WASHINGTON – A spokesman for President Bush dismissed Al Gore's criticism of White House economic policies, saying Thursday that "nobody pays a lot of attention to what the former vice president said.''
White House press secretary Ari Fleischer also brushed aside questions about a potential rematch between Gore and Bush in 2004.
"I think the question is do Democrats look forward to a rematch between President Bush and Al Gore?'' the press secretary said.
Fleischer tried to cast Gore as politically irrelevant a day after the former vice president delivered his latest salvo against Bush.
"America's economy is in big trouble and I'm worried our current approach is failing us,'' Gore said Wednesday at the Brookings Institution. He said Bush is lost in an economic wilderness, "racing in the wrong direction'' while critical domestic issues are drowned out by international affairs in the final weeks of the midterm campaign.
Gore, who is considering whether to run for the White House again, said the president should focus as intently on the faltering economy as he has on foreign affairs.
Replied Fleischer: "I don't know that any answer is necessary or any rebuttal is necessary. Nobody pays a lot of attention to what the former vice president said. The president is focused on the economic policies that will help create jobs and the best way to create jobs in the president's opinion is for terrorism insurance to be passed so 300,000 jobs can be created right away.''
Firing back, the former vice president chuckled and said, "I guess that's part of their effort to change the tone in Washington.''
In his second speech in just over a week harshly criticizing the Bush administration, Gore called for a short-term stimulus program that would include extended unemployment benefits and help for small businesses "to jolt the U.S. economy out of stagnation.'' He also suggested the replacement of some members of the Bush economic team.
"We've got an election five weeks from now and a lot of the most important issues don't seem to be being discussed very much,'' Gore said. Waiting for action by the new Congress next year could be too late, he said. "In the interim, a global recession — or worse — could have already taken hold.''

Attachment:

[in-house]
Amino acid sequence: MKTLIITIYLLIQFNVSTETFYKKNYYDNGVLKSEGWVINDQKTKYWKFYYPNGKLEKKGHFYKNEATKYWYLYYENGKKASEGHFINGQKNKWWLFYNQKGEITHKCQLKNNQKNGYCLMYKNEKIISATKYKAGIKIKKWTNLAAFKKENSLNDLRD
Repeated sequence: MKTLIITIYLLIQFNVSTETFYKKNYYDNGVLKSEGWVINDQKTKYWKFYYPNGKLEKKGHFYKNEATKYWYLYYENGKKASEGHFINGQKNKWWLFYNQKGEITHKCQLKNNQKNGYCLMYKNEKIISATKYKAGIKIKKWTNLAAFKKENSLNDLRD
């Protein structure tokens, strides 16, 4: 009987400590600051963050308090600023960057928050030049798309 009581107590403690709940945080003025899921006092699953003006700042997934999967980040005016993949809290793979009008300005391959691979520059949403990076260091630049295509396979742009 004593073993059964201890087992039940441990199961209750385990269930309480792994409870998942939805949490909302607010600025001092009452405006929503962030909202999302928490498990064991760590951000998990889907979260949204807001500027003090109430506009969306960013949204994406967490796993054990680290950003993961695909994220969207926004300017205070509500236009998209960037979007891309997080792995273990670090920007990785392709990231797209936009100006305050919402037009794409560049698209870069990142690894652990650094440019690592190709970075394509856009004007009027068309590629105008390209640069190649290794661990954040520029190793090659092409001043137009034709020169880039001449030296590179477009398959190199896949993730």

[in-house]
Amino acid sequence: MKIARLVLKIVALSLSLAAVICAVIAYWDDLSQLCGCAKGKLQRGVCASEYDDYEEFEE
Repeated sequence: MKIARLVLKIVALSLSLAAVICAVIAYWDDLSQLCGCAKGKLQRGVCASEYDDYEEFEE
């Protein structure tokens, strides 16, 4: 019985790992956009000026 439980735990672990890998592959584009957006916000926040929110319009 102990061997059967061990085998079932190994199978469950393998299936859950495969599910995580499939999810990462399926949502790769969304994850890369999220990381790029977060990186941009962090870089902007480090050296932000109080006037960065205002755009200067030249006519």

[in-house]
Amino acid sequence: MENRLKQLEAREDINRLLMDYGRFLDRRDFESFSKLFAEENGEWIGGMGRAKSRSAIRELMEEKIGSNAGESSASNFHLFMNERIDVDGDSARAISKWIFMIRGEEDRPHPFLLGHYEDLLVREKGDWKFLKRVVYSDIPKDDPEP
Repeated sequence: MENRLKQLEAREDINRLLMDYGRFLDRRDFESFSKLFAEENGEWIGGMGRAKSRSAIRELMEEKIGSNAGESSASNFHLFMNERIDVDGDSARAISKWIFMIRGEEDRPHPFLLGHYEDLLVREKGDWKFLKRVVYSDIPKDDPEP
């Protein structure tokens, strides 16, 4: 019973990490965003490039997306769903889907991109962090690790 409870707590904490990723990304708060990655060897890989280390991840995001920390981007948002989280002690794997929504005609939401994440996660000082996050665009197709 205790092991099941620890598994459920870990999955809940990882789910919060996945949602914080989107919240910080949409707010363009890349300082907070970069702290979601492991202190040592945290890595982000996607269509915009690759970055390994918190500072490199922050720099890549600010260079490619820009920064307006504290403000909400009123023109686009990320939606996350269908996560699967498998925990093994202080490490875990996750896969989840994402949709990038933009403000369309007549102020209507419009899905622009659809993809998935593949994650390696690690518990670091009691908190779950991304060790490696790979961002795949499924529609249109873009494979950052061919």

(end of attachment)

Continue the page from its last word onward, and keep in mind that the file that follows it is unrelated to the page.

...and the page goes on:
Gore also cited other priorities to be addressed, including costs for homeland security, possible war in Iraq and a short-term economic stimulus program.
Asked after his speech if Bush's tax cut should be reconsidered, Gore said Bush should follow the example of Ronald Reagan, who at the same point in his presidency reassessed his economic policy. "He ought to have an open mind and accept responsibility for the fact that what he thought would happen, what he said would happen ... ain't happening,'' Gore said.
The economic speech followed other recent Democratic efforts to shift the political debate from Iraq to the economy.
Gore cited the weak economy and declining financial markets and wondered how the president would pay for an Iraq campaign — as well as homeland defense, Social Security and Medicare.
In a Sept. 23 speech, Gore took on Bush policy on Iraq and terrorism. A number of other Democrats soon followed with their own public concerns on ousting Saddam Hussein.
Senate Republican leader Trent Lott of Mississippi said: "I guess he's trying to get back in the dialogue. I guess he's trying to find some way to become relevant for 2004. But I think he's missed the boat.''
The Democrats' national chairman, Terry McAuliffe, said Gore's remarks "are going to stimulate an important debate on the economy in the midterm elections.''
Gore said Bush does not have to change his basic philosophy to address economic problems.
"I am not asking the president to abandon his ideology,'' he said. "I am suggesting that he should try to reconcile his ideology with the realities now being faced by the American people.''
He said the president has "tried to create the impression that our economic problems are primarily due to the terrorist attacks.'' But Gore said current economic policies have played a major role.
The president is "like a lost driver who won't stop to ask for directions,'' Gore said.
"The president clutches his old plan and continues racing in the wrong direction, farther and farther into the economic wilderness,'' Gore said, "with the fate of nearly 300 million Americans in tow.''